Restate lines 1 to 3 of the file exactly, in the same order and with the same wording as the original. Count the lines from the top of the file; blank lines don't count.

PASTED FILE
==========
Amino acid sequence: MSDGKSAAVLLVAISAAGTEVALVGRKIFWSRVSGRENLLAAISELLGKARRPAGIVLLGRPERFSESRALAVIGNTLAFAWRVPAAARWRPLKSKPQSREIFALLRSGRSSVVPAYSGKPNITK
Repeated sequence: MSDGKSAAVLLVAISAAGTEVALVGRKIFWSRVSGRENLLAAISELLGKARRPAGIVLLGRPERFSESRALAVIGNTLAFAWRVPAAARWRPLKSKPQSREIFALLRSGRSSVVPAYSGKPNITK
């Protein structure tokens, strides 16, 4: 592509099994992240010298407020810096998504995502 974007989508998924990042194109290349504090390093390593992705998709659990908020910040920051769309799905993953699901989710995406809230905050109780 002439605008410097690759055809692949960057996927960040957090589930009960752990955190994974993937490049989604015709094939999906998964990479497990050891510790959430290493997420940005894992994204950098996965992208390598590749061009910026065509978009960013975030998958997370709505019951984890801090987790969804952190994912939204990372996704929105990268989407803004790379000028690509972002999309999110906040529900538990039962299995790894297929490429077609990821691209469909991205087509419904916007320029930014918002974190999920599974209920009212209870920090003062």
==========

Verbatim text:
Amino acid sequence: MSDGKSAAVLLVAISAAGTEVALVGRKIFWSRVSGRENLLAAISELLGKARRPAGIVLLGRPERFSESRALAVIGNTLAFAWRVPAAARWRPLKSKPQSREIFALLRSGRSSVVPAYSGKPNITK
Repeated sequence: MSDGKSAAVLLVAISAAGTEVALVGRKIFWSRVSGRENLLAAISELLGKARRPAGIVLLGRPERFSESRALAVIGNTLAFAWRVPAAARWRPLKSKPQSREIFALLRSGRSSVVPAYSGKPNITK
């Protein structure tokens, strides 16, 4: 592509099994992240010298407020810096998504995502 974007989508998924990042194109290349504090390093390593992705998709659990908020910040920051769309799905993953699901989710995406809230905050109780 002439605008410097690759055809692949960057996927960040957090589930009960752990955190994974993937490049989604015709094939999906998964990479497990050891510790959430290493997420940005894992994204950098996965992208390598590749061009910026065509978009960013975030998958997370709505019951984890801090987790969804952190994912939204990372996704929105990268989407803004790379000028690509972002999309999110906040529900538990039962299995790894297929490429077609990821691209469909991205087509419904916007320029930014918002974190999920599974209920009212209870920090003062």